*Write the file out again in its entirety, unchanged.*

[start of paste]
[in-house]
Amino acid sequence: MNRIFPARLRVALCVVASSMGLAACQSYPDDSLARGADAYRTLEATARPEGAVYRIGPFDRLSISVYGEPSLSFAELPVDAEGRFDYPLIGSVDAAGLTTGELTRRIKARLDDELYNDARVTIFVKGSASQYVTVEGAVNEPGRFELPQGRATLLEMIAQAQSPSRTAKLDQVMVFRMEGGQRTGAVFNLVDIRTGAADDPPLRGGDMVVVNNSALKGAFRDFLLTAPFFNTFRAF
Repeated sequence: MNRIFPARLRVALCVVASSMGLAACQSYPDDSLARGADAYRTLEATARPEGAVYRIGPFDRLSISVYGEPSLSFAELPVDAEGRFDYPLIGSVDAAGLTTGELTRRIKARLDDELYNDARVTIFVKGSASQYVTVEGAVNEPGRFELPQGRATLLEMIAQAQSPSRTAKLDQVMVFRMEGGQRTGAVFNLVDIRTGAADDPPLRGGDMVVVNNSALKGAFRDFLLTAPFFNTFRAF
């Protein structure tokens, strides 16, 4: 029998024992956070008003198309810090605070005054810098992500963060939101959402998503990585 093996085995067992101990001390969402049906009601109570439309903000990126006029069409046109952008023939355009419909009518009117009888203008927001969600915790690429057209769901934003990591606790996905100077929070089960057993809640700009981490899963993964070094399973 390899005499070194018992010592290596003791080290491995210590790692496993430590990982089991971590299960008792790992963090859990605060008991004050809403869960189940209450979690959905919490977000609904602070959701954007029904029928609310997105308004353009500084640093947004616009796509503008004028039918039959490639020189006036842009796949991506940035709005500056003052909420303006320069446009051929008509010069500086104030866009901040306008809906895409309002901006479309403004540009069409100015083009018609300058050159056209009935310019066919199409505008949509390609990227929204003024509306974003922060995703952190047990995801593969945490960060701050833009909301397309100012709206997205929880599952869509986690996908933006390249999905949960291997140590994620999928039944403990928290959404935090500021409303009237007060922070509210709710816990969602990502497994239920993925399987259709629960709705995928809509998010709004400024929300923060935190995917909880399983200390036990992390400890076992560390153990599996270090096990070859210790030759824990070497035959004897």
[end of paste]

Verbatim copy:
[in-house]
Amino acid sequence: MNRIFPARLRVALCVVASSMGLAACQSYPDDSLARGADAYRTLEATARPEGAVYRIGPFDRLSISVYGEPSLSFAELPVDAEGRFDYPLIGSVDAAGLTTGELTRRIKARLDDELYNDARVTIFVKGSASQYVTVEGAVNEPGRFELPQGRATLLEMIAQAQSPSRTAKLDQVMVFRMEGGQRTGAVFNLVDIRTGAADDPPLRGGDMVVVNNSALKGAFRDFLLTAPFFNTFRAF
Repeated sequence: MNRIFPARLRVALCVVASSMGLAACQSYPDDSLARGADAYRTLEATARPEGAVYRIGPFDRLSISVYGEPSLSFAELPVDAEGRFDYPLIGSVDAAGLTTGELTRRIKARLDDELYNDARVTIFVKGSASQYVTVEGAVNEPGRFELPQGRATLLEMIAQAQSPSRTAKLDQVMVFRMEGGQRTGAVFNLVDIRTGAADDPPLRGGDMVVVNNSALKGAFRDFLLTAPFFNTFRAF
């Protein structure tokens, strides 16, 4: 029998024992956070008003198309810090605070005054810098992500963060939101959402998503990585 093996085995067992101990001390969402049906009601109570439309903000990126006029069409046109952008023939355009419909009518009117009888203008927001969600915790690429057209769901934003990591606790996905100077929070089960057993809640700009981490899963993964070094399973 390899005499070194018992010592290596003791080290491995210590790692496993430590990982089991971590299960008792790992963090859990605060008991004050809403869960189940209450979690959905919490977000609904602070959701954007029904029928609310997105308004353009500084640093947004616009796509503008004028039918039959490639020189006036842009796949991506940035709005500056003052909420303006320069446009051929008509010069500086104030866009901040306008809906895409309002901006479309403004540009069409100015083009018609300058050159056209009935310019066919199409505008949509390609990227929204003024509306974003922060995703952190047990995801593969945490960060701050833009909301397309100012709206997205929880599952869509986690996908933006390249999905949960291997140590994620999928039944403990928290959404935090500021409303009237007060922070509210709710816990969602990502497994239920993925399987259709629960709705995928809509998010709004400024929300923060935190995917909880399983200390036990992390400890076992560390153990599996270090096990070859210790030759824990070497035959004897």